Waiting for the vaccine to be available for COVID.  Waiting for the vaccines to catch hold nationally so life can start to return to normal.  Waiting for some HR changes at work to take effect.  Waiting for (hopefully good!) feedback on several model railroad media fronts.  Waiting for the book to arrive for sale.  All of these things should be great when they come to be, but as my favorite musical artist sings:  "The Waiting is the hardest part."  

And so, as a place to ground out the energy and the angst in the waiting, I have continued to pour efforts into completing the deep staging installation, with a goal of having it operational by April 1.   It has taken each minute I have given it, and asked for more: this is without question the most difficult construction I have tried on this layout.  

We left off last time laying track for the tangent.  That task was completed shortly after the last post while the tangent stretch was still on the floor of the space, allowing for track to be aligned where I could see it without having to guess. 

Once the track cured, I installed all feeder wires, also here on the ground.  You can see the gentle bend in the middle of the tangents, required to deal with the challenging clearances once installed.  I added re-railer sections, upper right above, just in case.  The black steel brackets you can see in the upper left will support this installation, which needs to be close to the aisle at the left side to avoid the diagonal supports ahead to the right.  But, immediately past that, the roadbed will need to curve towards the wall to the left and begin the climb up to the Island level.  

Many thanks to Tom S. and Ralph H. for coming over to lift, shift, and slide this assembly into place!  We made the big lift - and it went just about perfectly.  Thanks to measuring three times, cutting once, and the foresight to assemble this piece on the floor, we were in good shape.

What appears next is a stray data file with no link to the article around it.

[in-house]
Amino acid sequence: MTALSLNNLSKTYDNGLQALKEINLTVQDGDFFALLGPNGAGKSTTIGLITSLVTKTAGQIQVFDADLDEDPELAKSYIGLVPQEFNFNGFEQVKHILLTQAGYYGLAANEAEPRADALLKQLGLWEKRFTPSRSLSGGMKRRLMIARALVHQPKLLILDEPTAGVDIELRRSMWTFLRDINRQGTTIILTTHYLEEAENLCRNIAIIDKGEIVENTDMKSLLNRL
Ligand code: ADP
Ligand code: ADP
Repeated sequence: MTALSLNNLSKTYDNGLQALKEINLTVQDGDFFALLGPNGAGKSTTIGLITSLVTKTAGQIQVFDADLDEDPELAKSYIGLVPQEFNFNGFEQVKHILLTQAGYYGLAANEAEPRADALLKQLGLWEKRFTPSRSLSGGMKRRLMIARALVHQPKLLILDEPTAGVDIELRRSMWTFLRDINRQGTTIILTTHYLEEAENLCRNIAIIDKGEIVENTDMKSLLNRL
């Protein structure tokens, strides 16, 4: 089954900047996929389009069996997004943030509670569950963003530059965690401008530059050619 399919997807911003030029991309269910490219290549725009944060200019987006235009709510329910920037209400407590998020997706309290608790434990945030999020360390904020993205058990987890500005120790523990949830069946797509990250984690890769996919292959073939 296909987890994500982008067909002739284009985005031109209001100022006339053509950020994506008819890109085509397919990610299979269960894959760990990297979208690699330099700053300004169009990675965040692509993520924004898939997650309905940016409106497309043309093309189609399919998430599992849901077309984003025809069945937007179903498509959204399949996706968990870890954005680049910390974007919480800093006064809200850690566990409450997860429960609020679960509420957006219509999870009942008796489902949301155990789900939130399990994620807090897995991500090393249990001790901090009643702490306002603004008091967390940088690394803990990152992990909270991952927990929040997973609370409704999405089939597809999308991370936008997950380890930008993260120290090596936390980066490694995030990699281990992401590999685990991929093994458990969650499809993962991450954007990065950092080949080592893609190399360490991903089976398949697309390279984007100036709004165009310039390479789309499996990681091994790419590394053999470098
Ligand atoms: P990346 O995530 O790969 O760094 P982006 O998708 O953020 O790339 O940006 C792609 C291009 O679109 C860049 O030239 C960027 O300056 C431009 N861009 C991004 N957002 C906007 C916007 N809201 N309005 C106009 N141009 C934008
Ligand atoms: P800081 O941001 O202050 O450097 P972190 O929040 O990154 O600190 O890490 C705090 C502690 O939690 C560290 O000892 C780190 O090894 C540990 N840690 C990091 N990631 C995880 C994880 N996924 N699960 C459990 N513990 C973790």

The alignment was exactly what we needed.  Clearances all checked out.  I however left it loose on the brackets pending the installation of the curved section - since the curve will be the link to the existing layout, it must be finalized first.  Now it was time to tackle the curved section installation.  

I had been thinking the curve design and install over for months, debating the approach with myself and with Scott S., a fellow civil engineer.   Like the tangent section, there was no way to lay track once the roadbed was installed just 10" below the top section.  Worse, the tight curves required here (20" radius in places!) made precise installation critical.  The trackwork needs to be perfect at all joints and respecting all clearances for trains to handle this - there is no room for error.  

The new curved benchwork too would be too long and large to be slid in from the aisle or floor.  It didn't clear the adjacent parts of the layout.  

The only choice left was to paint the wood ahead of time, add the guardrails ahead of time, then assemble the curved plywood in two pieces, after which track could be laid - all while the assembly was temporarily supported out from under the top level.  But the only place to do that was on top of the uneven mainline ramps behind Iroquois: it is the only place I could fit the assembly where it could then be rotated into position.  Putting heavy plywood over HO scale mainline track is always tough to stomach.  And then, after all that, the whole thing would need to be rotated counter-clockwise over the Island tracks, along its permanent path slid between existing Island tracks and the layer above, before being set down onto the supports.  

Ugh.  Lots of room for mistakes and collateral damage.   BUT - a clear path forward, and frankly the only possible one.  

Even the clear path forward had its struggles.  Here I am in one of my 'layout yoga' positions, on a ladder on an angle bent over mainline with my head against the ceiling, laying track that had to be exact.  Not fun.  

As the track cured, I double checked clearances again, even taking several of my longest locomotives and pushing them around the curve to ensure they cleared the sides and each other while on adjacent tracks.  It was tight - but it worked!  I weighted the track as seen above, a view where you can see the test engines too.  

Once the track cured up, it was time to install 36 different feeders, ensuring that each piece of rail has its own hard-wire connection.

I continue to stand by my claim that resistance soldering, the technique shown above, is a clearly superior way to solder wires to rails.  I was done with all that in one evening with only one melted tie to speak of.  Not bad, and at least I could do it standing up!  

After 5 long nights of late and hard work on this, now we can see the results - and I think it paid off.  Here's the smooth curves of track using Atlas curved switches to save space.  With all that work done, I cleaned up my tools and equipment, thought through the issues one more time, and took the plunge!